wildlife

Update on penguin rescue efforts from oil spill in south Atlantic

  • Posted on: 6 April 2011
  • By: DWG

Originally posted on Daily Kos. Reprinted here with permission at our request. - GH

This is a follow-up to an earlier diary about the threat posed by oil spilled by a freighter that broke up off Nightingale Island, home to approximately half of the world's endangered Northern Rockhopper penguin population.

Here is a brief recap of key events. On March 16, for reasons no one has been able to determine, a fully loaded freighter containing soybeans slammed into the rocks off Nightingale Island in the Tristan da Cunha archipelago (a World Heritage site) in the south Atlantic. The freighter broke in half and sank, dumping at least 1500 tons of fuel oil in the seas, which formed a heavy oil slick around the island, threatening marine life. The penguins attracted the most attention as they are a critically endangered. Because of the remote location, it took wildlife rescue teams nearly a week to reach the island by boat and set up operations. Wildlife biologists estimate that half of the 20,000 penguin colony have had some exposure to the oil and over 300 oiled penguins have already died.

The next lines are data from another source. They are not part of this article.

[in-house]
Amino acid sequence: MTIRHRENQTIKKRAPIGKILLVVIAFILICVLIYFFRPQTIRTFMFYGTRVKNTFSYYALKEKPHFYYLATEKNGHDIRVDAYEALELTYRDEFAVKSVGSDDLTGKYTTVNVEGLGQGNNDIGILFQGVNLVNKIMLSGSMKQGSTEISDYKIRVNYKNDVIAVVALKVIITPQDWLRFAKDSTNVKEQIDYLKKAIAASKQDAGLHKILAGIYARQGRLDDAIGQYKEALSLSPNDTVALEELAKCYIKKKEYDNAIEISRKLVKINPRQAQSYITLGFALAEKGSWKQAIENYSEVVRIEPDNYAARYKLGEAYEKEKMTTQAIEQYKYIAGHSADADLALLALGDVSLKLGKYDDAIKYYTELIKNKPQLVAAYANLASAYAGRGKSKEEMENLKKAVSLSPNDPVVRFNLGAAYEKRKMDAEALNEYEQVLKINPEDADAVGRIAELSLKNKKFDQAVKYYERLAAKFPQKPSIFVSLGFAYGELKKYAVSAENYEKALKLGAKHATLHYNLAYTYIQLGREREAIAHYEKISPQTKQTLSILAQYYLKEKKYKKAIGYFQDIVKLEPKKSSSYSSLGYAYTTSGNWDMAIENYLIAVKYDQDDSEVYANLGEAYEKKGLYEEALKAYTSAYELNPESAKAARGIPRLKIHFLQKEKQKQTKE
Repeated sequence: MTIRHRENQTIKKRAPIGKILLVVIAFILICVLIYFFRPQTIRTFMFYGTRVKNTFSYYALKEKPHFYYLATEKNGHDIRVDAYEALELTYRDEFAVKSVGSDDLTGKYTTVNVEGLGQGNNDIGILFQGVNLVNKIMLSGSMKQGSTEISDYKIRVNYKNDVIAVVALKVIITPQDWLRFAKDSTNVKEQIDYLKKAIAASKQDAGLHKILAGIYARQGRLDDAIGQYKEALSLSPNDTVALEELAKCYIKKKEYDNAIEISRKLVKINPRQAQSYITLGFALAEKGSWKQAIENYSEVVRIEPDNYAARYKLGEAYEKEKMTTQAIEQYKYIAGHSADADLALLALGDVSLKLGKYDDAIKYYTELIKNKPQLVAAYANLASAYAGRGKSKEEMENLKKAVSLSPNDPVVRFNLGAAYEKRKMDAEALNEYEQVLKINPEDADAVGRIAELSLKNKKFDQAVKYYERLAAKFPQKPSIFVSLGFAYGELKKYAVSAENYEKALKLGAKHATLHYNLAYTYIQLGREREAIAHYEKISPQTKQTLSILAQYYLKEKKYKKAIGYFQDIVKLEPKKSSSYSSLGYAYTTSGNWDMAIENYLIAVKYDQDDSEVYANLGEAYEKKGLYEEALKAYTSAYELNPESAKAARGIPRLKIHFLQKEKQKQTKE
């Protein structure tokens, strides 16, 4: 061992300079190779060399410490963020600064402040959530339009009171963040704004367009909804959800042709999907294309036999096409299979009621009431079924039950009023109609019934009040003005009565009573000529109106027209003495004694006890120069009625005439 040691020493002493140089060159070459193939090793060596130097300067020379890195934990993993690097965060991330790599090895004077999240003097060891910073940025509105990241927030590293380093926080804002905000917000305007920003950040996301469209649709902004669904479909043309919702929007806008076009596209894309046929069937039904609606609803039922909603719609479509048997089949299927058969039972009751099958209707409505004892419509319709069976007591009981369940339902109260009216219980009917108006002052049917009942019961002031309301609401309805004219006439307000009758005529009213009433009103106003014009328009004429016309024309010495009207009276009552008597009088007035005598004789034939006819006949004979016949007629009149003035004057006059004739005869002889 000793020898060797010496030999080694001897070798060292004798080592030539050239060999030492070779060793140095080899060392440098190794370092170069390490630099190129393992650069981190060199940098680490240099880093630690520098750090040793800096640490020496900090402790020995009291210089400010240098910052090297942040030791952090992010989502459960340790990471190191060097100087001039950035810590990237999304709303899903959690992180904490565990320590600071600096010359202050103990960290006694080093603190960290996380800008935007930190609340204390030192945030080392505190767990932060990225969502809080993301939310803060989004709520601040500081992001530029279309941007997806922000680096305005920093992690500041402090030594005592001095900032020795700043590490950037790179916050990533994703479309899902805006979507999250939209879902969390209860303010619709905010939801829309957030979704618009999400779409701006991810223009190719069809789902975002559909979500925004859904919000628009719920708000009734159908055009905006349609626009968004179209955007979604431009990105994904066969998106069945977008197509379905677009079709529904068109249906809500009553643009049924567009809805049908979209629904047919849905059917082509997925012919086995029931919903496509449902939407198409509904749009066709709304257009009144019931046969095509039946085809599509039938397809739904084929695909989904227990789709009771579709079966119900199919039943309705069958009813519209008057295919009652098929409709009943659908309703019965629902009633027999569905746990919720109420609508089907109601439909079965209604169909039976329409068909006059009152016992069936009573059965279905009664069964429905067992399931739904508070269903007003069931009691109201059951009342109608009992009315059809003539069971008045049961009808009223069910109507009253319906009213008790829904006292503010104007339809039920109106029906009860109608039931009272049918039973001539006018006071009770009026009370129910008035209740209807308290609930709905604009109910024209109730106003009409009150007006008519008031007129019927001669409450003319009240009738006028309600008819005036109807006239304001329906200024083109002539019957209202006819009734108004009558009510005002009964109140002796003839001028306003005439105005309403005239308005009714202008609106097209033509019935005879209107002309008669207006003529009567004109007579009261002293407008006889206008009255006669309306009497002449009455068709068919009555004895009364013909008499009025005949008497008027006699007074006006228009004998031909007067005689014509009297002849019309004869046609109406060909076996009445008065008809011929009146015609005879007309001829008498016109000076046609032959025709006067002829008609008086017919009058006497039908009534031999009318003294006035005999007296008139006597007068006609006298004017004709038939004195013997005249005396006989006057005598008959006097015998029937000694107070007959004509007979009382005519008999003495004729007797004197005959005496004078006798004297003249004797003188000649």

One of thousands of Rockhopper penguins found oiled

"Unlike previous spills of this size, it didn't happen way out to sea and gradually approach such a vital conservation area. It struck right at the heart of the penguin colony and it's devastating to them."

- Sarah Sanders, Royal Society for the Preservation of Birds

Thanks to outreach and updates by marine biologist David Guggenheim, the difficult wildlife rescue operation is starting to get broader attention by NGOs and the media. CNN has finally covered the story.

 

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The View from Ridge: The Last Blue Ridge Buffalo

  • Posted on: 2 May 2009
  • By: Mark-Dewey

      During the third week of April, a herd of buffalo which had been living as relics on a farm near Bluemont VA crashed its fences and made a run for the old grazing grounds, remembering, perhaps, that its kind was here first. For ten days they roamed Western Loudoun County, a patchwork of pasture, woodlands, and patio furniture at the feet of the Blue Ridge Mountains. For ten days sheriff’s deputies and hunters followed.

     During most news cycles, that would be the story to tell, but last week the story was my newspaper, The Blue Ridge Leader: we went out of business, like so many others of our kind.